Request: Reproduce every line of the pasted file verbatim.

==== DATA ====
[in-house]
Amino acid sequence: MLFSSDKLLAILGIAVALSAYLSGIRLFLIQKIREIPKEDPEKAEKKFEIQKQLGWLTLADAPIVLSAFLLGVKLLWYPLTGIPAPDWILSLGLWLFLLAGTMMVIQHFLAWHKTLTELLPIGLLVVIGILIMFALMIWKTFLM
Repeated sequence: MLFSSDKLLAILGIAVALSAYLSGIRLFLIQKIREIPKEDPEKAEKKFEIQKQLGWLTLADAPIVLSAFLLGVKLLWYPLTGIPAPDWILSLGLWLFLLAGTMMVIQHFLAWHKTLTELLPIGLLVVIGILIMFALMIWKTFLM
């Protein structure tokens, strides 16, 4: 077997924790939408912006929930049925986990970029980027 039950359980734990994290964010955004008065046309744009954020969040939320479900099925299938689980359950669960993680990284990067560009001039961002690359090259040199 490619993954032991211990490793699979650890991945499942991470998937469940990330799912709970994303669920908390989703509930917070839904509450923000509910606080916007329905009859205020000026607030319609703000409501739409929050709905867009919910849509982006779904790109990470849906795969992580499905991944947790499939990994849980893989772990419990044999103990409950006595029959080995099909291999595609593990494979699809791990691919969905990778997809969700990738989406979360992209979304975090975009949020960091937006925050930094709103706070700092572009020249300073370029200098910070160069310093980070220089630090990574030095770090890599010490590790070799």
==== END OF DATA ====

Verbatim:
[in-house]
Amino acid sequence: MLFSSDKLLAILGIAVALSAYLSGIRLFLIQKIREIPKEDPEKAEKKFEIQKQLGWLTLADAPIVLSAFLLGVKLLWYPLTGIPAPDWILSLGLWLFLLAGTMMVIQHFLAWHKTLTELLPIGLLVVIGILIMFALMIWKTFLM
Repeated sequence: MLFSSDKLLAILGIAVALSAYLSGIRLFLIQKIREIPKEDPEKAEKKFEIQKQLGWLTLADAPIVLSAFLLGVKLLWYPLTGIPAPDWILSLGLWLFLLAGTMMVIQHFLAWHKTLTELLPIGLLVVIGILIMFALMIWKTFLM
């Protein structure tokens, strides 16, 4: 077997924790939408912006929930049925986990970029980027 039950359980734990994290964010955004008065046309744009954020969040939320479900099925299938689980359950669960993680990284990067560009001039961002690359090259040199 490619993954032991211990490793699979650890991945499942991470998937469940990330799912709970994303669920908390989703509930917070839904509450923000509910606080916007329905009859205020000026607030319609703000409501739409929050709905867009919910849509982006779904790109990470849906795969992580499905991944947790499939990994849980893989772990419990044999103990409950006595029959080995099909291999595609593990494979699809791990691919969905990778997809969700990738989406979360992209979304975090975009949020960091937006925050930094709103706070700092572009020249300073370029200098910070160069310093980070220089630090990574030095770090890599010490590790070799």